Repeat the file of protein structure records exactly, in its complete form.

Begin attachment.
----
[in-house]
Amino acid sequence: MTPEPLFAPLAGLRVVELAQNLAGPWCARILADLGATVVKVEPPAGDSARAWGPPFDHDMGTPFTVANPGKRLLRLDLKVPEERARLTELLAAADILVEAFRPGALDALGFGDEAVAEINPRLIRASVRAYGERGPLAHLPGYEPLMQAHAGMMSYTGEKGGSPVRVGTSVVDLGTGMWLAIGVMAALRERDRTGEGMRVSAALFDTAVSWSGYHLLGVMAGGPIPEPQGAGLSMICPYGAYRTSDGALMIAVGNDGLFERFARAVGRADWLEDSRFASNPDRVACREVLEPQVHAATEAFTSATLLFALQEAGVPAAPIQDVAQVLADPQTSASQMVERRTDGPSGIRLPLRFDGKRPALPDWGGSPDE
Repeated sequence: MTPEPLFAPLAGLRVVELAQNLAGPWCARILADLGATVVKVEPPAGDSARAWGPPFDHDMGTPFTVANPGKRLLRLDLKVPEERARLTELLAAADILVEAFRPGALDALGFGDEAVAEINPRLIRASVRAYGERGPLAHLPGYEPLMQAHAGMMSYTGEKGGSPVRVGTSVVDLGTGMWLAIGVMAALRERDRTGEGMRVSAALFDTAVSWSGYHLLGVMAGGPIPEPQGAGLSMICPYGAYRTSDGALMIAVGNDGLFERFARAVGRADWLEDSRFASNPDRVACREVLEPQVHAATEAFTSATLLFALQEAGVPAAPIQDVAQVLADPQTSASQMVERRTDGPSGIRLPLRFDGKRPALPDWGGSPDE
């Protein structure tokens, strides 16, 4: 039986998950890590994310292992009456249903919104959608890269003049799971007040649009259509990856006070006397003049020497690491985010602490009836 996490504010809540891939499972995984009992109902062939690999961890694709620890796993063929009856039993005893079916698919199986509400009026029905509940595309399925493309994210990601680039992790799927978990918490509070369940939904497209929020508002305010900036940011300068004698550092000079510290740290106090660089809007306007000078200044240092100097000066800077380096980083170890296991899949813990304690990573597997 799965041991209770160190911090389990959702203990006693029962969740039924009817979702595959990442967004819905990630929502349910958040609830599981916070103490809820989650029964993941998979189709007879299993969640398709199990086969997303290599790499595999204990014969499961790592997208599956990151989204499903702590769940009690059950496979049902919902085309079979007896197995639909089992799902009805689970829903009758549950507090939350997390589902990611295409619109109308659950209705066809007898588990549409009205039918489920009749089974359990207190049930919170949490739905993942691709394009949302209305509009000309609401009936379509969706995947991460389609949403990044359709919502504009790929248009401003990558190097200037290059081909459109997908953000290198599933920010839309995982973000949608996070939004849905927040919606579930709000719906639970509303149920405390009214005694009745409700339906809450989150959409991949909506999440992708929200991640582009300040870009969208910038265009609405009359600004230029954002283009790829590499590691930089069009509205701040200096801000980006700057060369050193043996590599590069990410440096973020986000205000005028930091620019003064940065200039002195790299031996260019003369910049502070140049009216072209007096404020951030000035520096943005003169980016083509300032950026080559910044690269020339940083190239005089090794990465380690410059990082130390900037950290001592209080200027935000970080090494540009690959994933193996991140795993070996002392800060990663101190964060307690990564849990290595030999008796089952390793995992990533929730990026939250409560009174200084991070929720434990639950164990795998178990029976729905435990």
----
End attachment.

[in-house]
Amino acid sequence: MTPEPLFAPLAGLRVVELAQNLAGPWCARILADLGATVVKVEPPAGDSARAWGPPFDHDMGTPFTVANPGKRLLRLDLKVPEERARLTELLAAADILVEAFRPGALDALGFGDEAVAEINPRLIRASVRAYGERGPLAHLPGYEPLMQAHAGMMSYTGEKGGSPVRVGTSVVDLGTGMWLAIGVMAALRERDRTGEGMRVSAALFDTAVSWSGYHLLGVMAGGPIPEPQGAGLSMICPYGAYRTSDGALMIAVGNDGLFERFARAVGRADWLEDSRFASNPDRVACREVLEPQVHAATEAFTSATLLFALQEAGVPAAPIQDVAQVLADPQTSASQMVERRTDGPSGIRLPLRFDGKRPALPDWGGSPDE
Repeated sequence: MTPEPLFAPLAGLRVVELAQNLAGPWCARILADLGATVVKVEPPAGDSARAWGPPFDHDMGTPFTVANPGKRLLRLDLKVPEERARLTELLAAADILVEAFRPGALDALGFGDEAVAEINPRLIRASVRAYGERGPLAHLPGYEPLMQAHAGMMSYTGEKGGSPVRVGTSVVDLGTGMWLAIGVMAALRERDRTGEGMRVSAALFDTAVSWSGYHLLGVMAGGPIPEPQGAGLSMICPYGAYRTSDGALMIAVGNDGLFERFARAVGRADWLEDSRFASNPDRVACREVLEPQVHAATEAFTSATLLFALQEAGVPAAPIQDVAQVLADPQTSASQMVERRTDGPSGIRLPLRFDGKRPALPDWGGSPDE
């Protein structure tokens, strides 16, 4: 039986998950890590994310292992009456249903919104959608890269003049799971007040649009259509990856006070006397003049020497690491985010602490009836 996490504010809540891939499972995984009992109902062939690999961890694709620890796993063929009856039993005893079916698919199986509400009026029905509940595309399925493309994210990601680039992790799927978990918490509070369940939904497209929020508002305010900036940011300068004698550092000079510290740290106090660089809007306007000078200044240092100097000066800077380096980083170890296991899949813990304690990573597997 799965041991209770160190911090389990959702203990006693029962969740039924009817979702595959990442967004819905990630929502349910958040609830599981916070103490809820989650029964993941998979189709007879299993969640398709199990086969997303290599790499595999204990014969499961790592997208599956990151989204499903702590769940009690059950496979049902919902085309079979007896197995639909089992799902009805689970829903009758549950507090939350997390589902990611295409619109109308659950209705066809007898588990549409009205039918489920009749089974359990207190049930919170949490739905993942691709394009949302209305509009000309609401009936379509969706995947991460389609949403990044359709919502504009790929248009401003990558190097200037290059081909459109997908953000290198599933920010839309995982973000949608996070939004849905927040919606579930709000719906639970509303149920405390009214005694009745409700339906809450989150959409991949909506999440992708929200991640582009300040870009969208910038265009609405009359600004230029954002283009790829590499590691930089069009509205701040200096801000980006700057060369050193043996590599590069990410440096973020986000205000005028930091620019003064940065200039002195790299031996260019003369910049502070140049009216072209007096404020951030000035520096943005003169980016083509300032950026080559910044690269020339940083190239005089090794990465380690410059990082130390900037950290001592209080200027935000970080090494540009690959994933193996991140795993070996002392800060990663101190964060307690990564849990290595030999008796089952390793995992990533929730990026939250409560009174200084991070929720434990639950164990795998178990029976729905435990």